Title:
Low-noise amplifier with high input impedance, particularly for microphones
United States Patent 5489876


Abstract:
The amplifier includes a pair of bipolar input transistors (Q1, Q2), each having a base adapted to receive a differential input signal, a collector and an emitter which is biased by a first fixed current source (M7, M8) of its own and a degeneration resistor (R) which connects the emitters of the two bipolar transistors. The collector of each bipolar transistor is also biased by a second fixed current source (M5, M6) with a smaller current than that of the first source, and the collectors of the two bipolar transistors are furthermore connected to the input terminals of respective MOS amplifier devices (M1, M2, M3, M4, RL). The amplifier can be made in BCD, BiCMOS or purely CMOS technology, in which case the bipolar transistors are obtained as lateral bipolar transistors.



Inventors:
Pernici, Sergio (Bergamo, IT)
Application Number:
07/987151
Publication Date:
02/06/1996
Filing Date:
12/08/1992
Assignee:
SGS-Thomson Microelectronics, S.r.l. (Agrate Brianza, IT)
Primary Class:
Other Classes:
330/300, 381/120
International Classes:
H03F3/187; H03F3/26; H03F3/45; (IPC1-7): H03F3/45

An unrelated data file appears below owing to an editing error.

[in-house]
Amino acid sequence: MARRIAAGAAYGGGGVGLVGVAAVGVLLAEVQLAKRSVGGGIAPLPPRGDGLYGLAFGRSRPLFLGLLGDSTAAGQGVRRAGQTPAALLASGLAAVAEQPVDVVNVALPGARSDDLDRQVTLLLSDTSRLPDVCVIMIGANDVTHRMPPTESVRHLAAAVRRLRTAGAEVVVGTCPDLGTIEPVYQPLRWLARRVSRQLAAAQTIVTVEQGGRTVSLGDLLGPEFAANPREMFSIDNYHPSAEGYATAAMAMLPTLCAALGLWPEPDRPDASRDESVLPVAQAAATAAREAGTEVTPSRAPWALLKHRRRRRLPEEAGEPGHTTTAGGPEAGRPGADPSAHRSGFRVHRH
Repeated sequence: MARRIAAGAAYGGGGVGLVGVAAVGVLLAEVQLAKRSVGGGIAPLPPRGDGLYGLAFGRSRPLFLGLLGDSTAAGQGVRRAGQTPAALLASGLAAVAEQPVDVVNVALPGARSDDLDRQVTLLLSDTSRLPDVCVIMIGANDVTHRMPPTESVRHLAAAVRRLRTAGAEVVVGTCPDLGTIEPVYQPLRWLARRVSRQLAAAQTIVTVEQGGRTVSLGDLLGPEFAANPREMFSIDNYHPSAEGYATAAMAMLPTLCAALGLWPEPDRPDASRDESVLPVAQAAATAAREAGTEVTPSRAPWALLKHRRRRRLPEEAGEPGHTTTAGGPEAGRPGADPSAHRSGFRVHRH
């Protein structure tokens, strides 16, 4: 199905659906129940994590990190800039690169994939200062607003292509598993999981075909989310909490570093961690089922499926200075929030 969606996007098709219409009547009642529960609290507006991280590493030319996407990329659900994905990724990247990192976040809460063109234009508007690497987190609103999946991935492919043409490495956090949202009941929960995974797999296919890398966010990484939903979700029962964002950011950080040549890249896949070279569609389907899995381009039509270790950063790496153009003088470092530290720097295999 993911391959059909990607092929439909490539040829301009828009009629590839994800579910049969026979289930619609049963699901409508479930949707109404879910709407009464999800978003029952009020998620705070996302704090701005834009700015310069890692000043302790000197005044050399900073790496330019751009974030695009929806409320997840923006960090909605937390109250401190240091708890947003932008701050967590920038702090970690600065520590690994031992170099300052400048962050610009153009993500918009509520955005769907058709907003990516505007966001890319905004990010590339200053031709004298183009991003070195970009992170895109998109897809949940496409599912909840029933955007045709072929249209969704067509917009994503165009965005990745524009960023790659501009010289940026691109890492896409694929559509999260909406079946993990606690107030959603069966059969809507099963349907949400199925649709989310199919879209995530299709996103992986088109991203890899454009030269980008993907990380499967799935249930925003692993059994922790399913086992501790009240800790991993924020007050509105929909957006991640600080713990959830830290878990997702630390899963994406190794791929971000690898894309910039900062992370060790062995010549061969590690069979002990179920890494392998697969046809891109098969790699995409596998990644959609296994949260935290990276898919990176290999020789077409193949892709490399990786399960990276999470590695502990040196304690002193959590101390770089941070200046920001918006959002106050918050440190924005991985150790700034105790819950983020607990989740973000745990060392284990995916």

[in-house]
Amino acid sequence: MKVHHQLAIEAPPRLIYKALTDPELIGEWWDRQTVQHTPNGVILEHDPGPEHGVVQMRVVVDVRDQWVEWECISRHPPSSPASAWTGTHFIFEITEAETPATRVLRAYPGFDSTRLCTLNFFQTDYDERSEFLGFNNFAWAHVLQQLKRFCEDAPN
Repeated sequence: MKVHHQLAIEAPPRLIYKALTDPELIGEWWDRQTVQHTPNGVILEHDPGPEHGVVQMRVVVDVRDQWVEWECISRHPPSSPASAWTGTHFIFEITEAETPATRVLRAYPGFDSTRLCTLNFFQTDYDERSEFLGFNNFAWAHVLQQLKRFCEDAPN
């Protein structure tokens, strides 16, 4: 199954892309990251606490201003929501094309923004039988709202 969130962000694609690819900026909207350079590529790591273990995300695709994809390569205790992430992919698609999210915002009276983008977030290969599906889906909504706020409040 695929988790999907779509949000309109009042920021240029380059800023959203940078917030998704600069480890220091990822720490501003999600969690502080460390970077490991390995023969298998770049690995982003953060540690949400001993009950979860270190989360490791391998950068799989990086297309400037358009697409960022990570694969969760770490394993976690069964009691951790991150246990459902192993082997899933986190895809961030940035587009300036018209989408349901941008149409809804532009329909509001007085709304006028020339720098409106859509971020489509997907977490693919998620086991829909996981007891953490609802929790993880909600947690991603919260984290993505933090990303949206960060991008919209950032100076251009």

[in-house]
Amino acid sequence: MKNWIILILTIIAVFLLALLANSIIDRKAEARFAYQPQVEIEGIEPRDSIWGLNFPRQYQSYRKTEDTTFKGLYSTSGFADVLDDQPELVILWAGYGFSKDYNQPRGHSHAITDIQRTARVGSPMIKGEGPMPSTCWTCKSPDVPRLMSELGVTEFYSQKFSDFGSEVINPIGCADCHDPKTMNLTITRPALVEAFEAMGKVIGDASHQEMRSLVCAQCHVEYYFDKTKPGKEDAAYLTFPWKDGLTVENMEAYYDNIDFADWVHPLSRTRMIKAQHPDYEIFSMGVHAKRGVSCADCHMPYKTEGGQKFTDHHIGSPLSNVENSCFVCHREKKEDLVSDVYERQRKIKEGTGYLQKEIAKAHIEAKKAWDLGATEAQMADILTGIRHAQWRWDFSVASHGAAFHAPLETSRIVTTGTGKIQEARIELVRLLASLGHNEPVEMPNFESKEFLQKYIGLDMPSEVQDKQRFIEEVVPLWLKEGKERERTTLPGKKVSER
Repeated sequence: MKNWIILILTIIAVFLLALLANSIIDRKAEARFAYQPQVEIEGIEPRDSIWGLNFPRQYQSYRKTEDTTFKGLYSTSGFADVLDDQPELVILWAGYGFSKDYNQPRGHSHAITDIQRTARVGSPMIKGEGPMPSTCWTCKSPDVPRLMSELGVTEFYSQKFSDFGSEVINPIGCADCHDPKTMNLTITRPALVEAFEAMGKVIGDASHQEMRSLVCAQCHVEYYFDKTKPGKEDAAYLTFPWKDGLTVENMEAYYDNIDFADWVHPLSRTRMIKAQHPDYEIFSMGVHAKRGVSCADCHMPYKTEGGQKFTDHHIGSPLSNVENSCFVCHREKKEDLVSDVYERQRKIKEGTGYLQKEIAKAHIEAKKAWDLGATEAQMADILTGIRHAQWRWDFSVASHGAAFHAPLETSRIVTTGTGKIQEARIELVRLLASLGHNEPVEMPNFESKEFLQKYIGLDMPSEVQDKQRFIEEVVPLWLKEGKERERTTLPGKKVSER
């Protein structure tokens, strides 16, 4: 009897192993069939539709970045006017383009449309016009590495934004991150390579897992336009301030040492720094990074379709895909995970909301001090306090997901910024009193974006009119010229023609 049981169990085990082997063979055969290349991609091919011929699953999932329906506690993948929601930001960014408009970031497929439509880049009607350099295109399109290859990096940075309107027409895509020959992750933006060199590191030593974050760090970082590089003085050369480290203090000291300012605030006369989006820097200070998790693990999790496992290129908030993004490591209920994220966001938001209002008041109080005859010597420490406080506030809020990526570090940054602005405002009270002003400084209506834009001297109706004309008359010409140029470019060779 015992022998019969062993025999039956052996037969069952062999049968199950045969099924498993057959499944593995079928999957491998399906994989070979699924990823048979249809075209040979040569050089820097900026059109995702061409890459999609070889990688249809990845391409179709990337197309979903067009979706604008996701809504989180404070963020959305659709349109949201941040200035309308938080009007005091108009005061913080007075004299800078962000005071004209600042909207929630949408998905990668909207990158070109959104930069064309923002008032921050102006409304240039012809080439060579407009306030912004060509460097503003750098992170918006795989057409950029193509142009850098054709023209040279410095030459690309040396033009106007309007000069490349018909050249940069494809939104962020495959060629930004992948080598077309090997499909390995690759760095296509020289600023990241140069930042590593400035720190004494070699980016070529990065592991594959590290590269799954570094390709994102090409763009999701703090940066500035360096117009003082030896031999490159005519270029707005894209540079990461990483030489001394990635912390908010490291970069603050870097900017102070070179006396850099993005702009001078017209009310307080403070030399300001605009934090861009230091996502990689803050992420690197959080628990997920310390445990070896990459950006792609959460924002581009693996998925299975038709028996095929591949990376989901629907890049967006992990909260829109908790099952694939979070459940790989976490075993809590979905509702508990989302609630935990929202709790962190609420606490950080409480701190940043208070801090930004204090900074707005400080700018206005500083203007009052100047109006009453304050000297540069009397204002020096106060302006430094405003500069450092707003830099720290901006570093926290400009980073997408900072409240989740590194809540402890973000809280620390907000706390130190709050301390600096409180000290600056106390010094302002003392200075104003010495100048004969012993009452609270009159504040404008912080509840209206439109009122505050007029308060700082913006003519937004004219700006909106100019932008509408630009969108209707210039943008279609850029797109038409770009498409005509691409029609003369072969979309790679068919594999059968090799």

Field of Search:
330/253, 330/260, 330/261, 330/300, 381/120, 381/121
View Patent Images:
US Patent References:
5036536Electret microphone transmitter for use in telephone circuits1991-07-30Hanon et al.
4833422Programmable gain instrumentation amplifier1989-05-23Atwell330/300
4629910High input impedance circuit1986-12-16Early et al.
4521741Impedance transformer circuit1985-06-04Ruberl
4473794Current repeater1984-09-25Early et al.
4414433Microphone output transmission circuit1983-11-08Horie et al.
4374363Balanced impedance coupler1983-02-15Previti
4233474Telephone transmitter amplifier1980-11-11Hishinuma et al.



Foreign References:
GB2002980A1979-02-28
Other References:
Patent Abstracts of Japan, vol. 12, No. 221 (E-625), Jun. 23, 1988.
Andreini, et al., "A New Integrated Silicon Gate Technology Combining . . . ", IEEE Trans. on Electron Devices, vol. 12, Dec., 1986, pp. 2025-2030.
Vittoz, "MOS Transistors Operated in the Lateral Bipolar . . . ",
Primary Examiner:
Mullins, James B.
Attorney, Agent or Firm:
Groover, Robert
Formby, Betty
Parent Case Data:

This is a continuation of application Ser. No. 07/669,898, filed Mar. 14, 1991, now U.S. Pat. No. 5,170,133.

Claims:
I claim:

1. An integrated circuit amplifier, comprising: